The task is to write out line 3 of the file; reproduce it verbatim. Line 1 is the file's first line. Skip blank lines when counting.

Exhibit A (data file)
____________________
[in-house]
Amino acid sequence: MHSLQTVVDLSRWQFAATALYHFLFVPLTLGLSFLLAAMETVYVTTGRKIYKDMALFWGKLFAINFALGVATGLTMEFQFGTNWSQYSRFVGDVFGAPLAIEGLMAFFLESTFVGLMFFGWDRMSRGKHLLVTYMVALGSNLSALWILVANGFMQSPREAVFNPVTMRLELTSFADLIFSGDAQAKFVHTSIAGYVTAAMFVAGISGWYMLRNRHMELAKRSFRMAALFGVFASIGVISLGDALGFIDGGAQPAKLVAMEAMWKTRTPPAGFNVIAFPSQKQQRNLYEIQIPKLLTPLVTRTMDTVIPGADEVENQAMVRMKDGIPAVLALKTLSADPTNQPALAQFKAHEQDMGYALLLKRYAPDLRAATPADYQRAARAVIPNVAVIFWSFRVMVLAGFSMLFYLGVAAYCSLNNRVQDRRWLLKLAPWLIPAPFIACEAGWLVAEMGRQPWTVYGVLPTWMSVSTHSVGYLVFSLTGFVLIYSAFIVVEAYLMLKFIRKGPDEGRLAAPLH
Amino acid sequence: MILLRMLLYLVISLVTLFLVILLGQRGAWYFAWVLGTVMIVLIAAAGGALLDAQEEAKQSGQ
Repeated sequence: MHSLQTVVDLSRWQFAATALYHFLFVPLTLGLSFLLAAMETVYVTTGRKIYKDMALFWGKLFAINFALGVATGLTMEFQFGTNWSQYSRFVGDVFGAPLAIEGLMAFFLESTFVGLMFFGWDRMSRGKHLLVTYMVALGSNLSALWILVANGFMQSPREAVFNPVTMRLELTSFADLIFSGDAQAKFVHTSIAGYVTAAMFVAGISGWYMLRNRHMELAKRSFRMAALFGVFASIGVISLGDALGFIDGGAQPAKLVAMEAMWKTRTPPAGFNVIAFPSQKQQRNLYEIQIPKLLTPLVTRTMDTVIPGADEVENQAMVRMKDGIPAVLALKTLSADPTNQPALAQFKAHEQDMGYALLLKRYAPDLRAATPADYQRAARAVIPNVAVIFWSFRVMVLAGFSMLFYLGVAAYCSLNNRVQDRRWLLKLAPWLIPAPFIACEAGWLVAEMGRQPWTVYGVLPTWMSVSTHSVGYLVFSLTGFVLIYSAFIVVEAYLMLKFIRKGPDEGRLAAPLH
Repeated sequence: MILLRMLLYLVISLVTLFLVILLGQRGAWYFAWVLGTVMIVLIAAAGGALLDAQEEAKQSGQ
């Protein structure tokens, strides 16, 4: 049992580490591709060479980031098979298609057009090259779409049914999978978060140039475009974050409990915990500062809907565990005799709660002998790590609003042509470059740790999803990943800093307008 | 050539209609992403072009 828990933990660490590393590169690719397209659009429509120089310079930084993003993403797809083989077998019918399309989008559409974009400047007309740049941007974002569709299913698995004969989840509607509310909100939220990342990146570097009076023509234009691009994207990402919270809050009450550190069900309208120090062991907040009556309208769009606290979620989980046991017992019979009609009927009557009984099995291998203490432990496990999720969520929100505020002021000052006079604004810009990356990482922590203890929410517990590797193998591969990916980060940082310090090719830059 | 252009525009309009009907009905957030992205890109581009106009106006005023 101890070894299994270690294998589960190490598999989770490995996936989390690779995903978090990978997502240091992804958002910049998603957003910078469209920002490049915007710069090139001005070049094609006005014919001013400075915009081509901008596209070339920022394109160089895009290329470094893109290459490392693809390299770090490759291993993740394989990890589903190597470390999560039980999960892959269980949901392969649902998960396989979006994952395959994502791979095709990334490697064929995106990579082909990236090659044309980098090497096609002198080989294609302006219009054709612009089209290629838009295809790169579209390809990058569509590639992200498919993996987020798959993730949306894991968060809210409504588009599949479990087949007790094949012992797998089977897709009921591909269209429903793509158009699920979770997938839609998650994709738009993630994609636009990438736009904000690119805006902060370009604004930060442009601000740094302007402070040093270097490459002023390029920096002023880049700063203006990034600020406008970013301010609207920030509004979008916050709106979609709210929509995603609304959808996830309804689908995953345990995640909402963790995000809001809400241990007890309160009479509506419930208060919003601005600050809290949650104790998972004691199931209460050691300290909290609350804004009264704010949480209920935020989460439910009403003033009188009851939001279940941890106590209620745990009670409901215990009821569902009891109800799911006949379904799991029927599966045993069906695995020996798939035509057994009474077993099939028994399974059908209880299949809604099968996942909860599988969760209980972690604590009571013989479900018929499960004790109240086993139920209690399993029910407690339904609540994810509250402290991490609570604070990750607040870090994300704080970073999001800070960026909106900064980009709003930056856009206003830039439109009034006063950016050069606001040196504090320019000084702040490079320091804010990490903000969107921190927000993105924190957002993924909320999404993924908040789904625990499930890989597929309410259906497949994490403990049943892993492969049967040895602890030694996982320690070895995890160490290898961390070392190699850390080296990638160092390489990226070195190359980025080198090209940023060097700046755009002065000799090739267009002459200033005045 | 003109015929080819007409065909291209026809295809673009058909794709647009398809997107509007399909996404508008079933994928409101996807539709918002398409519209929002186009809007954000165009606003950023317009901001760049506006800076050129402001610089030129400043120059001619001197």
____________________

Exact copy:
Amino acid sequence: MILLRMLLYLVISLVTLFLVILLGQRGAWYFAWVLGTVMIVLIAAAGGALLDAQEEAKQSGQ